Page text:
Detroit Will Vote on Natural Psychedelics Lowest Priority Initiative Next Week. Voters in Detroit will have a chance next Tuesday to approve municipal Proposal E, which would "make the personal possession and therapeutic use of Entheogenic Plants by adults the city's lowest law-enforcement priority." The proposal includes natural plant- and fungi-based psychedelics, such as peyote and magic mushrooms, but not synthesized psychedelics, such as LSD. If the measure passes, Detroit would join Ann Arbor among Michigan cities that have embraced psychedelic reforms. Ann Arbor decriminalized psychedelic plants in September 2020. A similar measure has been introduced in the state Senate by Sens. Adam Hollier (D-Detroit) and Jeff Irwin (D-Ann Arbor).

Law Enforcement

DEA Announces Foreign Operations Review Team. In August, the Drug Enforcement Administration announced a comprehensive review of DEA’s foreign operations strategy to assess effectiveness, strengths, and areas for improvement. The agency announced Tuesday that the team will be led by two unreconstructed drug warriors, former DEA Administrator Jack Lawn and former Assistant US Attorney for the Southern District of New York Boyd Johnson, who conducted and supervised investigations in all eight of DEA's global regions. Johnson is currently a senior partner with the WilmerHale law firm, where he specialized in cross-border reviews around corruption, money laundering, and fraud. 

Luxembourg Set to Legalize Marijuana, OH GOP Marijuana Legalization Bill Coming, More... (10/25/21)

New Hampshire continues as the lone northern New England holdout on marijuana legalization, Luxembourg is now set to become the first European country to free the weed, and more.

Colombian drug trafficker Dairo Antonio Usuga, "Otoniel," under arrest this past weekend. (ENC)
Marijuana Policy

Ohio GOP Lawmaker to File Marijuana Legalization Bill. State Rep. Jamie Callender (R-Lake County) is set to announce Tuesday that he will file a bill to legalize marijuana, including the growth, processing, and distribution of marijuana and marijuana products. The move comes as activists work to put a marijuana legalization ballot measure before voters in November 2022.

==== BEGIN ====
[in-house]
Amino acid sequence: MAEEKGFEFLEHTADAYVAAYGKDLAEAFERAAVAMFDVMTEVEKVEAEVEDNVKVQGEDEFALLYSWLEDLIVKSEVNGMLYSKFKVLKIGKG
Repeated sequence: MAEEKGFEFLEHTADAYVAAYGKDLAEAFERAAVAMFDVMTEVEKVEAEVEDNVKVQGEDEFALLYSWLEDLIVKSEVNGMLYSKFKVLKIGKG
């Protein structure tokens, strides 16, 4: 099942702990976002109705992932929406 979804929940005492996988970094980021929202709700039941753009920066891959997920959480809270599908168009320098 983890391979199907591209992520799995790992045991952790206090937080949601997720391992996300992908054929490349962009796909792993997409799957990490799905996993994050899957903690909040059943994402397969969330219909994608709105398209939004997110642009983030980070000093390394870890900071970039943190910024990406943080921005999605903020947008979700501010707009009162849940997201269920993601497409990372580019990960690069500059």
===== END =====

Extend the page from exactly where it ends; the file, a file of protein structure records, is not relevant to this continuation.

New Hampshire House Committee Kills Marijuana Legalization Bills. The House Criminal Justice Committee last Wednesday killed bills that would legalize and tax marijuana and allow people to grow up to six plants at home. The vote fell mainly along party lines with Republicans opposed and Democrats in favor. New Hampshire is the only northern New England state to yet approve marijuana legalization.

Psychedelics

Massachusetts Town Becomes Fourth in State to Pass Psychedelic Reform Measure. The Easthampton City Council voted unanimously last Wednesday to approve a resolution calling for the decriminalization of certain psychedelics and other drugs. The resolution is non-binding but sends a message to local law enforcement that the status quo of criminalization is eroding. The cities of Cambridge, Northampton, and Somerville have also passed psychedelic reform measures in recent months, and there are both decriminalization and psychedelic study bills awaiting action in the state legislature.

International

Colombians Capture Most Wanted Drug Trafficker. Colombian police and military forces with assistance from the US captured, better known as Otoniel, at his jungle hideout near the Panamanian border Saturday. Otoniel is the leader of the country's most powerful drug trafficking organization, the Gulf Clan, taking control of the organization after Colombian police killed his brother nearly a decade ago. President Ivan Duque cheered the bust, saying it was the most significant blow to drug trafficking since the killing of Pablo Escobar in 1993. But analysts such as Sergio Guzman of Colombia Risk Analysis warned that Otoniel's arrest "is not going to move the needle in terms of the war on drugs. Soon we'll have another kingpin and another drug lord who may be much worse."

Luxembourg Set to Become First European Country to Legalize Marijuana. The national government announced last Friday that the country will legalize the possession, cultivation, and distribution of marijuana. Under the proposed legislation, people will be able to grow up to four plants at home. In the meantime, fines for the possession of up to three grams will drop from $291 to $29. While the new legislation has the backing of the government coalition, a vote in parliament is still required to approve it. No word yet on when that will happen.